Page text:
Dr. Jason Youngkeit
Dr. Youngkeit has traveled extensively throughout the Spanish-speaking world and utilizes real-life examples of Spanish so that his students are exposed to authentic language from actual Hispanic countries.
Dr. Youngkeit earned his BA, MA, and PhD degrees in Spanish respectively from Weber State University, Texas Tech University and the University of Utah. He has taught Spanish language, culture, and literature at the undergraduate level since 1998. He has traveled extensively throughout the Spanish-speaking world and immensely enjoys incorporating whenever possible his experiences into the teaching of language and culture. Throughout his experience as a teacher he has constantly tried to utilize real-life examples of Spanish so that his students are exposed to authentic language from actual Hispanic countries.
His background with the Spanish language and culture began in the 7th grade when, as a 12 year old, he took his first Spanish course. He continued to take Spanish through high school, which included traveling to Mexico twice with several classmates. Not long after high school he spent 2 years on a religious mission in Argentina. After returning home he majored in Spanish in college, as well as pursuing an MA and PhD in Spanish. He even married an Argentine in 2005. Additionally, he has traveled widely throughout the Spanish-speaking world. All of these rich and life-changing experiences have uniquely prepared and molded Dr. Youngkeit into the educator of Spanish that he is today.
- 2006 Doctor of Philosophy in Spanish, University of Utah, Salt Lake City, Utah Specialization in Latin-American Literature and Cultural Studies Dissertation: “New Historicism” y la Guerra Sucia argentina: vehículos de poder en el arte del Proceso Director: Dr. Edward Elias
- 2000 Master of Arts in Spanish, Texas Tech University, Lubbock, Texas General emphasis on Latin-American and Peninsular (Spain) Literature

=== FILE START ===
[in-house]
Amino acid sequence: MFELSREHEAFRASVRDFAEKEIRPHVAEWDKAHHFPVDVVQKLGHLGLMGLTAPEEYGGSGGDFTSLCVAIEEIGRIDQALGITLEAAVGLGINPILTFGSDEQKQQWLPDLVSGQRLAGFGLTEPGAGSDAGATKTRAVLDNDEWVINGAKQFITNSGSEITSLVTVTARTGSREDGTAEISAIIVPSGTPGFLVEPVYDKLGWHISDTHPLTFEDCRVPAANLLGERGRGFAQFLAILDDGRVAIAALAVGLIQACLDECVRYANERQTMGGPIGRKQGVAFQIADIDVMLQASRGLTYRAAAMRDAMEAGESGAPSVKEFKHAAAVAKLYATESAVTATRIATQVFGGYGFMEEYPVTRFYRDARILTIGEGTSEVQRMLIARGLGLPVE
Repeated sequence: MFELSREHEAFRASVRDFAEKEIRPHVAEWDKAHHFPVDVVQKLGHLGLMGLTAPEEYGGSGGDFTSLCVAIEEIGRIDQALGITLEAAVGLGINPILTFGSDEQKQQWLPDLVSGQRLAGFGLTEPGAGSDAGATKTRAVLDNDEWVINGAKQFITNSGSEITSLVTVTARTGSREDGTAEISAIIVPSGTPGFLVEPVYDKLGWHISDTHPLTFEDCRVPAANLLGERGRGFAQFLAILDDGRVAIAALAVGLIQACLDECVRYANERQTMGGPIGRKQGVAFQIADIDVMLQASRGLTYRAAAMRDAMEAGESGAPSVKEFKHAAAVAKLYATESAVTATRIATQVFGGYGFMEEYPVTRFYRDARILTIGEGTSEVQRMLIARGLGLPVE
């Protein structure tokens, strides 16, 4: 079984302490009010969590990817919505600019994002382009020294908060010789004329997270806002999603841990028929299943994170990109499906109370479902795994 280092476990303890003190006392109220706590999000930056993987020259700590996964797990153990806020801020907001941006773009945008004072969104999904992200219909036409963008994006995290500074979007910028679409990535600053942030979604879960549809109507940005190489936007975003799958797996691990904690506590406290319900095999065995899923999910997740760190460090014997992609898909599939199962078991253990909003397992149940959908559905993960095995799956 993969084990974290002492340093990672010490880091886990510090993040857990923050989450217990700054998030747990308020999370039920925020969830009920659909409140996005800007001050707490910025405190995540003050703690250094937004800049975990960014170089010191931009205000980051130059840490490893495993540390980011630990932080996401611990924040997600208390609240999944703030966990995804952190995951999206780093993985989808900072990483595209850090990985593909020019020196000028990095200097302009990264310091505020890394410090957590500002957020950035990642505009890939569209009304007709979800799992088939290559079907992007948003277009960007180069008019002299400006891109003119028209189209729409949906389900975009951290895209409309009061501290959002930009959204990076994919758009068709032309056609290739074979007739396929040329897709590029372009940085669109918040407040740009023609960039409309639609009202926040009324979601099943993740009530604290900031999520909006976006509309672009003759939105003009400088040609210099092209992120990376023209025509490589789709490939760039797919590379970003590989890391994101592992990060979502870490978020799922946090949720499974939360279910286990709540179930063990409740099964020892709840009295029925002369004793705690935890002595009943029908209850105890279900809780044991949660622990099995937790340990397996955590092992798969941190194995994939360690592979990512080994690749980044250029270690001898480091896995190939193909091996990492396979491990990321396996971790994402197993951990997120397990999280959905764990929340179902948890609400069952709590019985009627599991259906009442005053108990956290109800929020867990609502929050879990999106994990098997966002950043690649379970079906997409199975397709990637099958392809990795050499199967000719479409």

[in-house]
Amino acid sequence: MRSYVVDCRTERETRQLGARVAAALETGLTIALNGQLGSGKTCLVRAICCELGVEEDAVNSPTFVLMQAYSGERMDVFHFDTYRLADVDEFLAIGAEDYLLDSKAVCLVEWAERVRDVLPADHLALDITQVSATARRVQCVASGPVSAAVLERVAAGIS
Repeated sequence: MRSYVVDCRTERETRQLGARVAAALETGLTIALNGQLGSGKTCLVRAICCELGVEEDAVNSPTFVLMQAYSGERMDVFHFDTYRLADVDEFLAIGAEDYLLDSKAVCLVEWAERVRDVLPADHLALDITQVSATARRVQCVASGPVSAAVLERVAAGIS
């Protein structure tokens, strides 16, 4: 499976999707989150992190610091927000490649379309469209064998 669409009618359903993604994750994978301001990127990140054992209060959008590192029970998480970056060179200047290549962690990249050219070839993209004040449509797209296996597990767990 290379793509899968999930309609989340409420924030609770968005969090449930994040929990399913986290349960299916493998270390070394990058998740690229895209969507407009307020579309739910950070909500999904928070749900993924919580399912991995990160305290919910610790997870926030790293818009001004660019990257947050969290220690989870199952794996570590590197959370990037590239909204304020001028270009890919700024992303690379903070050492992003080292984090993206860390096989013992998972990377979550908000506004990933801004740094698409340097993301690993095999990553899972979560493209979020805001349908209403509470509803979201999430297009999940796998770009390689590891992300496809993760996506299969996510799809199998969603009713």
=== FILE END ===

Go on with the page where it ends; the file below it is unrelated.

- 1998 Bachelor of Arts in Spanish, Weber State University, Ogden, Utah Minor in History
- Spanish language-all levels
- Latin-American literature and culture-colonial through present
- Spanish peninsular (Spain) culture
- Twentieth and Twenty-first-century Argentine literature, film, drama
- Research topics of interest: Social / historical themes, cultural identities, dictatorships, nationalism, psychological themes, literary theory
Dr. Youngkeit very adamantly believes that different sources of authentic language should be used in instruction wherever possible. He considers this to be one of his most notable strengths as a professor of Spanish. Throughout his experience as a teacher he has constantly tried to incorporate real-life examples of Spanish into his teaching so that his students are exposed to real language from bona fide cultural sources. He has done this through the unceasing use of things such as restaurant menus, signs, billboards, videotapes of authentic or simulated exchanges between native speakers, music videos, segments of television shows and documentary/popular films in Spanish, and even at times documentary film clips in English that deal with authentic cultural concepts.
Secondly, he believes that another important component of language teaching is the teaching of culture. He considers culture to be an absolutely integral part of language and in his view the two are inseparable and their teaching can and should lead to greater cross-cultural understanding. He believes that we have to teach our students the value of ethnic and cultural diversity and one way to do this is to integrate one’s own personal experiences into the teaching. As noted previously, he has traveled extensively throughout the Spanish-speaking world and due to his many travels he has been able to reinforce in a personal way much of the material; both cultural, literary, and linguistic, that he presents to in class. This is yet another teaching method that he considers to be one of his strongest and most favorable traits as an educator of foreign language.
“Using multi-media from the Spanish-speaking world to teach the Afro-Hispanic diaspora.” National Association of African-American Studies and Affiliates (2014 Special Events Monograph) 154-169.
“Malinche de Laura Esquivel: Una lúcida revaluación discursiva de lo histórico.” Confluencia 28.2 (Spring 2013): 136-148.
“Cuentas pendientes por Martín Kohan: Perspectivas novelescas de una nación conflictiva.” XVII Congreso Internacional de Literatura Hispánica. Mérida, Mexico. March 2016
“Dominican and Puerto Rican Culture: What do they offer to the teaching of Spanish?” Fourteenth Claflin University Conference on Contemporary English and Language Arts Pedagogy in Secondary and Postsecondary Institutions. Claflin University. October 2015
“Blending Linguistic, Cultural, and Historical Elements from the Spanish-speaking World into Effective Teaching Tools.” 65th Annual Mountain Interstate Foreign Language Conference. College of Charleston. October 2015.